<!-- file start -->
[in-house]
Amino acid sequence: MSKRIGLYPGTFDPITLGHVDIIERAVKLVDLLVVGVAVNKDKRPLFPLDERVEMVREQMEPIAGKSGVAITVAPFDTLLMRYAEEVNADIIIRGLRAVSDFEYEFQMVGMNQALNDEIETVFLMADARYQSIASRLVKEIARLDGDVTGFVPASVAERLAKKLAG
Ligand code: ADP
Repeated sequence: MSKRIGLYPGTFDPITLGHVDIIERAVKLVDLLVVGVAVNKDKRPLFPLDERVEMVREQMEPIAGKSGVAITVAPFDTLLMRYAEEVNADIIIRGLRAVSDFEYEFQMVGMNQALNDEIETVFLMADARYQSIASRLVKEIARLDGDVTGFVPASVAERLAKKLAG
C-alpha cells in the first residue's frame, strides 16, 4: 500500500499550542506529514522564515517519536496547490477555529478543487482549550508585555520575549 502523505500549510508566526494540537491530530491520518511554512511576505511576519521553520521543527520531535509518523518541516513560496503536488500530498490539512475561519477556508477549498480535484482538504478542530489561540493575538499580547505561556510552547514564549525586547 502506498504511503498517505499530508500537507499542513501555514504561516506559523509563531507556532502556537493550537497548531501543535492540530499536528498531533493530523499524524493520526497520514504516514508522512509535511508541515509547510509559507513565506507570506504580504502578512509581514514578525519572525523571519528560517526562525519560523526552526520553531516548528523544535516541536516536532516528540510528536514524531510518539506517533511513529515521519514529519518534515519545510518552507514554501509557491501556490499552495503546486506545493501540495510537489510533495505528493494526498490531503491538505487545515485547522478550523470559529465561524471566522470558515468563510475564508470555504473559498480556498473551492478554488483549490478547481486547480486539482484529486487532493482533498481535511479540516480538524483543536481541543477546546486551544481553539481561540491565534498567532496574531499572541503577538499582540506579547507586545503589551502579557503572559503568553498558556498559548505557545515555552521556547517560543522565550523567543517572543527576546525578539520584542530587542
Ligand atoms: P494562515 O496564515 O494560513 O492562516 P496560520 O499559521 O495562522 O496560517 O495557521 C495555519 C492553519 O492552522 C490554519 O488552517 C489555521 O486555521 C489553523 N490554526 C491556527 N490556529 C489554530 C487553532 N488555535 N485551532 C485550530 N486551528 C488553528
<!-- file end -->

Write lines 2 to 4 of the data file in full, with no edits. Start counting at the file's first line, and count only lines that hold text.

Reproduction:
Amino acid sequence: MSKRIGLYPGTFDPITLGHVDIIERAVKLVDLLVVGVAVNKDKRPLFPLDERVEMVREQMEPIAGKSGVAITVAPFDTLLMRYAEEVNADIIIRGLRAVSDFEYEFQMVGMNQALNDEIETVFLMADARYQSIASRLVKEIARLDGDVTGFVPASVAERLAKKLAG
Ligand code: ADP
Repeated sequence: MSKRIGLYPGTFDPITLGHVDIIERAVKLVDLLVVGVAVNKDKRPLFPLDERVEMVREQMEPIAGKSGVAITVAPFDTLLMRYAEEVNADIIIRGLRAVSDFEYEFQMVGMNQALNDEIETVFLMADARYQSIASRLVKEIARLDGDVTGFVPASVAERLAKKLAG